bulldogs who are unable to give birth, as the head is so big and will not fit down the birthing canal. they always have to have c-sections.

    it just bugs me how we have a healthy dog and give it so many issues to make it "cute"

    sorry - went off on a minor rant there lol.

    Hi binkyCodie

    I think you can create a thread with this - it's very sad that humans have to 'tamper' with things so much. If they were breeding out the stuff that made life painful for animals that would be different, but so much is for appearance and blow the animal's suffering!

  6. #46
    Wise Old Thumper MightyMax's Avatar
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    Richard Saunders (of RWAF) has written a response in the same journal concerning the neutering of pet rabbits.

    I can't quote it here for copyright reasons, but it makes for interesting reading

  7. #47
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    Hi, I've always had mine neutered and have not yet lost one during GA.
    My neighbour lost her female under GA and didn't get her next rabbits done. Surprise surprise, her doe, living with her brother, has now had 2 litters, the second 4 weeks after the first. The first baby (only one survived ) a male, at 12 weeks is still in with the mother. She rung me to ask when should she separate them as the son was starting to mate his mother. NOW I said. This is why neutering should be encouraged. Aside from the cancer issue.

  8. #48
    Wise Old Thumper MightyMax's Avatar
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    Quote Originally Posted by CometLucy195 View Post
    Hi, I've always had mine neutered and have not yet lost one during GA.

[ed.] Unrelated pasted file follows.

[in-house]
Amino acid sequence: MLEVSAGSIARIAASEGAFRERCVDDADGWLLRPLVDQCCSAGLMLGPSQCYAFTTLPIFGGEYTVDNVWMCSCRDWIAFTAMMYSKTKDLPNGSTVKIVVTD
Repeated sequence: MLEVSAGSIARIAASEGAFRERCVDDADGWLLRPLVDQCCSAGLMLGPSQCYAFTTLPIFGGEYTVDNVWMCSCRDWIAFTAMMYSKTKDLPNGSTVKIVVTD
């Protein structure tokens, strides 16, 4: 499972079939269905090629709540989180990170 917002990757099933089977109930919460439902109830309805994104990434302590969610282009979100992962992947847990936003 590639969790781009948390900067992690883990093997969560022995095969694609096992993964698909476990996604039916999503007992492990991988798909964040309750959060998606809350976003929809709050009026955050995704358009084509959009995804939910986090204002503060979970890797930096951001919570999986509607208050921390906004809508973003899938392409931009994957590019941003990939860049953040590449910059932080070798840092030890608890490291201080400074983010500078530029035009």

My neighbour lost her female under GA and didn't get her next rabbits done. Surprise surprise, her doe, living with her brother, has now had 2 litters, the second 4 weeks after the first. The first baby (only one survived ) a male, at 12 weeks is still in with the mother. She rung me to ask when should she separate them as the son was starting to mate his mother. NOW I said. This is why neutering should be encouraged. Aside from the cancer issue.

    Nothing short of a terrible vet would prevent me having my female rabbits spayed!

    I really hope this kind of discussion doesn't put people off getting them done.

    What's your neighbour going to do with all the rabbits??

  9. #49
    Mama Doe MiniC's Avatar
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    It's just not a very extensive piece of research though - a survey pool of just 60 rabbits isn't irrefutable proof, and we don't know how thorough his investigations were either.

    I think you would need to speak to other vets and accumulate data for at least 1000 rabbits, who have had extensive post-mortems....

  10. #50
    Mama Doe tlcwrites's Avatar
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    Quote Originally Posted by MightyMax View Post
    Nothing short of a terrible vet would prevent me having my female rabbits spayed!

    I really hope this kind of discussion doesn't put people off getting them done.

    What's your neighbour going to do with all the rabbits??
    A terrible vet would just make me find a better one for the next one.

    Rabbit care (in the eyes of the general public) is often backwards enough as is, without vets telling owners to not spay.
    Twitter: @tlcwrites